Product Analytics/Team norms

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Expectations for work & off hours[edit]

  • Team core work hours: Monday–Thursday, 09:00-11:00 San Francisco time (note that this varies with daylight saving time)
    • Team members should be available for scheduled meetings during these hours
    • Team members should be able to respond to questions within that time frame, though not necessarily immediately (given that people may be involved in meetings, heads down work, etc)
    • If you are not available during these hours, mark it on your calendar  
  • Time off should be time off! Block time off on your calendar, set email vacation messages, and redirect questions to the team email address.
  • Make sure to advertise when you’re working and when you're not: block off vacation days and non-work hours on your calendar, set a vacation auto-responder.
  • Keep the Office wiki contact list up to date with ways to reach you when you are not working.
    • Only use these methods to contact people if the issue absolutely cannot wait or be handled by someone else (this should happen very, very rarely).


  • Be present: avoid doing other things during meetings (unless you're presenting or taking notes, of course).
  • Text messages are the same as talking. Feel free to send them, but be aware they're just as interrupting as saying the same thing out loud.
  • If you can, stay unmuted during meetings so the conversation feels more natural. This may take some work to achieve (for example, buying a good headset to minimize background noise).
  • Be aware of how much you're talking: if you're talking a lot, consider leaving more space for others. If you're only talking a little, consider whether you have something to say.
  • Don't be afraid to eat a snack during a meeting (just mute yourself while you do!). Similarly, if you need a quick bathroom break, it's fine to step away briefly.
  • The person who requests a meeting should put it on the calendar.


  • Make it so you don’t get notifications about work communications (emails or chats) when you’re not working. That way, you can really recharge during your off hours and people don’t have to worry whether you’re working before sending a ping.
  • By default, we don’t expect emails or chats to be “urgent”; we understand people may be unavailable during heads down work or in meetings. If a message or question is urgent, preface it with [URGENT]
  • In chats, try not to send multiple messages when you can use one. For example, when asking a question, put the question in the same message as your greeting.
  • Unless you actively want something to be private, use main channels (email or Slack) for discussion and questions so the rest of the team can benefit and help.


Some of these are copied from the Technical Engagement team norms.

  • Mentor and share knowledge: Demonstrate and share lines of code, ad hoc commands, and general understanding. Don’t be afraid to ask a question, even if you think it’s basic.
  • Feedback is valuable! Offer specific & actionable praise, constructive criticism, or alternative solutions.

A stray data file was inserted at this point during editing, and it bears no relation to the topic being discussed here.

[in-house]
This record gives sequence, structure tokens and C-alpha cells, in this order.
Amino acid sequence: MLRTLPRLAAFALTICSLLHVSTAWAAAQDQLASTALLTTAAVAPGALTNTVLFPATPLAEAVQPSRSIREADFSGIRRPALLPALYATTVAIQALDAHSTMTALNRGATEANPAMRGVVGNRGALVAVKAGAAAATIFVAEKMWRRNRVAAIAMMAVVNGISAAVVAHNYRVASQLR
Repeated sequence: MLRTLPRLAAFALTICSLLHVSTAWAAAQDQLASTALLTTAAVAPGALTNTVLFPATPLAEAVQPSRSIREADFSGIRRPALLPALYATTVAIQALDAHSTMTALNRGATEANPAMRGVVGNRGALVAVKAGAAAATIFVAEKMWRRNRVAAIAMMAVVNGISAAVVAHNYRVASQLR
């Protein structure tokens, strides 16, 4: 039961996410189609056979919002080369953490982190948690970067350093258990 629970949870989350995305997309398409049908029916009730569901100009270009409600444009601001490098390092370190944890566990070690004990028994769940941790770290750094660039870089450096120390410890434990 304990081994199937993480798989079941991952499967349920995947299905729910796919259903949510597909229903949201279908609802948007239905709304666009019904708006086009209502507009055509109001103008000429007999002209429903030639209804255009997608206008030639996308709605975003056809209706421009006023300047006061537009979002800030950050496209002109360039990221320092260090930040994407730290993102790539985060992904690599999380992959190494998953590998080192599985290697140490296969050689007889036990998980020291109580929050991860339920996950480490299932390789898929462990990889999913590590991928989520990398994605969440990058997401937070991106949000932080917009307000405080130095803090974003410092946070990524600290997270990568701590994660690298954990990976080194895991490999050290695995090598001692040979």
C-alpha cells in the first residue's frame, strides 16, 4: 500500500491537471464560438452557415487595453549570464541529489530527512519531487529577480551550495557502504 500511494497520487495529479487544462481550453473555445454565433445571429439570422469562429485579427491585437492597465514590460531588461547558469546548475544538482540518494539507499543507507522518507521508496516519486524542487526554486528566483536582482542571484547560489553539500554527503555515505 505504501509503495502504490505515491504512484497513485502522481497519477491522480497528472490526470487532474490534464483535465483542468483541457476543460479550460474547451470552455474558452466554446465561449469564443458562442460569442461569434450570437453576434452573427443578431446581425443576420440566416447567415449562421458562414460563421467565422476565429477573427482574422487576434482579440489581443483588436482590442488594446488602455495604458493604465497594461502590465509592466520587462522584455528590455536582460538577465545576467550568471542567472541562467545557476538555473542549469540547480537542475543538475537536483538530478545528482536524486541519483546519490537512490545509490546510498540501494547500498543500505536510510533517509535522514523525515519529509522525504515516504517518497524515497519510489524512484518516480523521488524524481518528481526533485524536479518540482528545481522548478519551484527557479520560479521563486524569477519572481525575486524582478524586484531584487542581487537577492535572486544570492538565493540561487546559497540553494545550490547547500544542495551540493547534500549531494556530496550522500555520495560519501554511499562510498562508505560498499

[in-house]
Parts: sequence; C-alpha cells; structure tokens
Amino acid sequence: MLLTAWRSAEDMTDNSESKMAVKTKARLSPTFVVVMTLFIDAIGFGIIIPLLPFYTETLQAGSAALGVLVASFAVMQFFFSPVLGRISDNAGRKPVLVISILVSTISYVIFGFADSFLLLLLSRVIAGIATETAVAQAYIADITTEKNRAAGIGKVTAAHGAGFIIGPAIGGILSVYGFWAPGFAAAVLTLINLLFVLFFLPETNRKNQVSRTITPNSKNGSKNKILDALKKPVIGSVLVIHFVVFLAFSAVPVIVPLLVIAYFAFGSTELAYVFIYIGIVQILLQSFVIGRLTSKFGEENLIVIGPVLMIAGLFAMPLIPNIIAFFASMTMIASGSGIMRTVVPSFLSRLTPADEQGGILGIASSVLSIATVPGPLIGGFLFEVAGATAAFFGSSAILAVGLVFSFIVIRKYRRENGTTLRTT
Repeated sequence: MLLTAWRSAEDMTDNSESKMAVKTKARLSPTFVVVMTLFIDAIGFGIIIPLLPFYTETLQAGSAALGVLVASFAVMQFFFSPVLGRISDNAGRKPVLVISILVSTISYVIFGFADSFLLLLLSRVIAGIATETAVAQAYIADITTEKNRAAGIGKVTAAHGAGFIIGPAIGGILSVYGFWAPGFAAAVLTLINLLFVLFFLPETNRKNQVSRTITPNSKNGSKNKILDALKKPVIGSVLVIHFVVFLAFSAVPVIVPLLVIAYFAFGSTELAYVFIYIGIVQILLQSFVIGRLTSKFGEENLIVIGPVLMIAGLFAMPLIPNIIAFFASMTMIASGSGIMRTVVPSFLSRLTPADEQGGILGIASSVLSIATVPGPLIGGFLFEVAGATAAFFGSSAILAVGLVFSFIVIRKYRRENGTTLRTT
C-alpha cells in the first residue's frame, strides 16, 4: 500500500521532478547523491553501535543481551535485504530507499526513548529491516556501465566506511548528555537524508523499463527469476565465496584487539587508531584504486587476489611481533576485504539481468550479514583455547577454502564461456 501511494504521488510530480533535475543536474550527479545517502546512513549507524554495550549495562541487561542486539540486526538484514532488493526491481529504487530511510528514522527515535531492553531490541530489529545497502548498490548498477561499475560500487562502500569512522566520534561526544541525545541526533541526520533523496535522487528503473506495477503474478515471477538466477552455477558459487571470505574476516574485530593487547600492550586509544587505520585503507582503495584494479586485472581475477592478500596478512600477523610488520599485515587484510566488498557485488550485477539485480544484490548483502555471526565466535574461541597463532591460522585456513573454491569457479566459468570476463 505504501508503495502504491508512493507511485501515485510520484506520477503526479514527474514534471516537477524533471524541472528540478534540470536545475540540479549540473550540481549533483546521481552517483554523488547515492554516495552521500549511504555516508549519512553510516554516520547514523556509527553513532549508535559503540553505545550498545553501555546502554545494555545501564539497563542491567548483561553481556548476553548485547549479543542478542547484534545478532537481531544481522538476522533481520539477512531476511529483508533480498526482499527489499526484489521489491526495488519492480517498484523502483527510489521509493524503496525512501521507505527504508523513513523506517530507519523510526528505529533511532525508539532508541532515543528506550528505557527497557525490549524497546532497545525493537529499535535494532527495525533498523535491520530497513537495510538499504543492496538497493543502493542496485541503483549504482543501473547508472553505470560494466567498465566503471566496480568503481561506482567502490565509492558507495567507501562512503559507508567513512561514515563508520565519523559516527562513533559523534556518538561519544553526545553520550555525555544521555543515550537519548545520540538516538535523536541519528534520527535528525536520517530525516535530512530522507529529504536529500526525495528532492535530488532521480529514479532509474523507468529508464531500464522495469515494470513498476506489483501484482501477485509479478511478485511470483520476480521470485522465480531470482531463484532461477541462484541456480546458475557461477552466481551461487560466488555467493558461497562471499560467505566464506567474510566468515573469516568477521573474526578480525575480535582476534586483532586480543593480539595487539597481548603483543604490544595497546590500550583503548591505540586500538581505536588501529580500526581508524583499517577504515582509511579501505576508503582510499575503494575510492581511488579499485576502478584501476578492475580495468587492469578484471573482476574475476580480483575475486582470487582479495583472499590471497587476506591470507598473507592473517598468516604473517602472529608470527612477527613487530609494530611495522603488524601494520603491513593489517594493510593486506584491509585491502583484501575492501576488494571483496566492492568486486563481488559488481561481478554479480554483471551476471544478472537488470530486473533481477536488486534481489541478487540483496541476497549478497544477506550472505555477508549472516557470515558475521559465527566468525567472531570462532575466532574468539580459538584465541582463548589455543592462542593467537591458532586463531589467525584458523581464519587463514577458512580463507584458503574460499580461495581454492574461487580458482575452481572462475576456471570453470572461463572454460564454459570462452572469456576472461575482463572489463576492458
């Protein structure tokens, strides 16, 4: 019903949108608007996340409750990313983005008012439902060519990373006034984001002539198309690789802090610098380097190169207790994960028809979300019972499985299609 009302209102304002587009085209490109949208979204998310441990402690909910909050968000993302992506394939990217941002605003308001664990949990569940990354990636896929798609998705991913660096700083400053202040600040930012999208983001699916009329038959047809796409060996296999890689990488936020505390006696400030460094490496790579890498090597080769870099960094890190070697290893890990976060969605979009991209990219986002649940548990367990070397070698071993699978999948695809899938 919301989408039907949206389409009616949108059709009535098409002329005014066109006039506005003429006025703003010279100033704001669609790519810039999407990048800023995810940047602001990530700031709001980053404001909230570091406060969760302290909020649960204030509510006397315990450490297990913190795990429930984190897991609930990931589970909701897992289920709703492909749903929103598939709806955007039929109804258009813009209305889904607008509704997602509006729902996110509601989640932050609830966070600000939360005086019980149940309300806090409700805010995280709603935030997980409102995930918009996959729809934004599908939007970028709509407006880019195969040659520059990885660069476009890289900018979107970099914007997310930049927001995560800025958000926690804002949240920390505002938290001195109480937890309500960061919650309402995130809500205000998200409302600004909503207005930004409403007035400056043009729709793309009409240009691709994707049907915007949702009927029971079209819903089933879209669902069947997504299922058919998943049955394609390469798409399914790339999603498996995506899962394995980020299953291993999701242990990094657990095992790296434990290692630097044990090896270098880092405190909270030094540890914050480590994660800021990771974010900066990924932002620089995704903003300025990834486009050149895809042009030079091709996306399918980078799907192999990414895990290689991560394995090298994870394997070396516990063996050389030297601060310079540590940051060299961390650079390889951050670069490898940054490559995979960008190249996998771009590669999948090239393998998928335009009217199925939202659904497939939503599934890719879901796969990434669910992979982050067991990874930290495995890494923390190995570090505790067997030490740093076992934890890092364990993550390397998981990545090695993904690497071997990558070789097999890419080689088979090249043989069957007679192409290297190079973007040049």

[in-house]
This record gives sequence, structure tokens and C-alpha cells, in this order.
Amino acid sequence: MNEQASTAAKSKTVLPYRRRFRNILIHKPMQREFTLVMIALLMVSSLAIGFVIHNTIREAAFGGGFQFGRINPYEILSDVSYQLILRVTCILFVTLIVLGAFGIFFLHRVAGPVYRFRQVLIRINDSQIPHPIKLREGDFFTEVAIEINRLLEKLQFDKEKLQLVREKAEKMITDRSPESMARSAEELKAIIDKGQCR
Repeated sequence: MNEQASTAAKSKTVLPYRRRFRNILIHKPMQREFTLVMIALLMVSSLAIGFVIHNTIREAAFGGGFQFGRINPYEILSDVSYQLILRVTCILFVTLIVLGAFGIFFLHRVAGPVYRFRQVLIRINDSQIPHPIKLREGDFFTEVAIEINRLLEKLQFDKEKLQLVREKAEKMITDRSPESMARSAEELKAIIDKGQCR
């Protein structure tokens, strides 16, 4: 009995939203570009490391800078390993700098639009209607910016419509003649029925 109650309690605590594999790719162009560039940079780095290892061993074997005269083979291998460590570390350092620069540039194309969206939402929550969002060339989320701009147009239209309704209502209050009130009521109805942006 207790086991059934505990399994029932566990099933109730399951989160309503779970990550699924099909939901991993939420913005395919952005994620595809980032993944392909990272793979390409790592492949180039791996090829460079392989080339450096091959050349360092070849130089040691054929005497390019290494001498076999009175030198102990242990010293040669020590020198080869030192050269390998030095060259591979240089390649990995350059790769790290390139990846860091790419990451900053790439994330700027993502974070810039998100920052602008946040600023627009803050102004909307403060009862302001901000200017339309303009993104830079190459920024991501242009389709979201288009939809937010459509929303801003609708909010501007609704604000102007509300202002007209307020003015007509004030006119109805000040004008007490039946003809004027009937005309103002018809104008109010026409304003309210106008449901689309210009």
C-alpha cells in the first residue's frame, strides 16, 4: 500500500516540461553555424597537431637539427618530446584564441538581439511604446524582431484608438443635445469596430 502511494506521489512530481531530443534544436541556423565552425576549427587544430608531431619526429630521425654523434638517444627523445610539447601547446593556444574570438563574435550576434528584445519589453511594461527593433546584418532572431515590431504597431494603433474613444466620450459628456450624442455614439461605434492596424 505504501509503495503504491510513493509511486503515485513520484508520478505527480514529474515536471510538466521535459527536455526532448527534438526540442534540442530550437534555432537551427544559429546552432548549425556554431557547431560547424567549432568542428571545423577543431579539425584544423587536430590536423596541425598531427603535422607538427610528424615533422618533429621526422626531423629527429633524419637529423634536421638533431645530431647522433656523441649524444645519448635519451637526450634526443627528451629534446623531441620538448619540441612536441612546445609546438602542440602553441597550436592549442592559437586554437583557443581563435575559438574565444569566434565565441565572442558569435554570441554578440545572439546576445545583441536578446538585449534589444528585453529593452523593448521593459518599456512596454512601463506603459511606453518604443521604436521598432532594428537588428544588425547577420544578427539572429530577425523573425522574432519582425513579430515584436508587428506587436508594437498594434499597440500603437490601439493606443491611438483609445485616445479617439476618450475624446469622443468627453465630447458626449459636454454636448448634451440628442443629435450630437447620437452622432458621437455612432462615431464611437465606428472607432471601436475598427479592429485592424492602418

• Apologize for and acknowledge behavior we seek to avoid when it has happened: A team of humans will experience being tired, frustrated, and overwhelmed. Mutual respect is the only currency we have to navigate these challenges long-term. Demonstrating that respect means acknowledging its value.
  • Forgiveness is a conscious, intentional, and deliberate decision to release feelings of resentment. Take a breath. Take a walk.
  • Practice healthy debate. Avoid petty controversies, but don’t shy away from raising problems if exposing them is helpful. Think twice before criticizing if you don’t have a different proposal to suggest, and always make sure to clearly acknowledge the necessary work that has been done.

Request Follow-up Kit[edit]

Outlined below are good practices & questions to consider when refining incoming requests.

  • What is the deliverable? Is it a report, an answer in Phab…?
  • How will QA be handled?
  • If the request involves a list of questions/metrics, work with the requester to rank them in order of importance, highlighting the ones that are required versus "nice to have"/optional. This helps us break down the work clearly, enabling us to focus on highest priority tasks first. It might mean the request is split into multiple Phabricator tasks.
  • Define acceptance criteria, definition of done, expectations, & scope. As much as our work is iterative, we do our best to plan by beginning with the end in mind. For example:
    • What do you envision the outcome of this request to be? (e.g., a list of numbers, a question to be answered, a decision to be made).
    • Requests that result in software/data/ETL management (e.g. notebook, dashboard, or dataset that’s been built to enable a request); recurrent jobs, “productionizing.”
  • How we handle follow-up requests for more data (especially for teams where there is no explicit relationship/assignment):
    • We start with an assumption that a request is ad hoc/one-time. If the task is a recurring one, that means a larger request that will need more scoping.
    • Future-proofing adds overhead, which should be explicitly considered in the task scope.